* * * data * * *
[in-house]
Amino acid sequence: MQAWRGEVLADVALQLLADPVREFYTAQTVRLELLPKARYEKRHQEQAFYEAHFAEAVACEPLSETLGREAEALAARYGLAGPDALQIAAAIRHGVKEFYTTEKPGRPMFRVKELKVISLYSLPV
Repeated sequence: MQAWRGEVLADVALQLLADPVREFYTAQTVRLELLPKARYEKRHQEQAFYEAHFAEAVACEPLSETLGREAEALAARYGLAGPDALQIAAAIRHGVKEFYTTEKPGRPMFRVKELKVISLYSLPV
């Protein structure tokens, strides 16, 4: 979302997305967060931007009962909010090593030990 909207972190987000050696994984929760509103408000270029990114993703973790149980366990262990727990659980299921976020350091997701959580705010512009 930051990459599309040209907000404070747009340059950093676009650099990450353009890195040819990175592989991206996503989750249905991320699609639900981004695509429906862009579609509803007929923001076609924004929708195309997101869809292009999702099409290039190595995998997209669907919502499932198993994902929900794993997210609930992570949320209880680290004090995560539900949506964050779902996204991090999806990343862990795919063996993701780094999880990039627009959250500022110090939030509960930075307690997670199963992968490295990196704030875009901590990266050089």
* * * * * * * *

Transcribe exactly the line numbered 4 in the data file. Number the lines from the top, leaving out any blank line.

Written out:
């Protein structure tokens, strides 16, 4: 979302997305967060931007009962909010090593030990 909207972190987000050696994984929760509103408000270029990114993703973790149980366990262990727990659980299921976020350091997701959580705010512009 930051990459599309040209907000404070747009340059950093676009650099990450353009890195040819990175592989991206996503989750249905991320699609639900981004695509429906862009579609509803007929923001076609924004929708195309997101869809292009999702099409290039190595995998997209669907919502499932198993994902929900794993997210609930992570949320209880680290004090995560539900949506964050779902996204991090999806990343862990795919063996993701780094999880990039627009959250500022110090939030509960930075307690997670199963992968490295990196704030875009901590990266050089």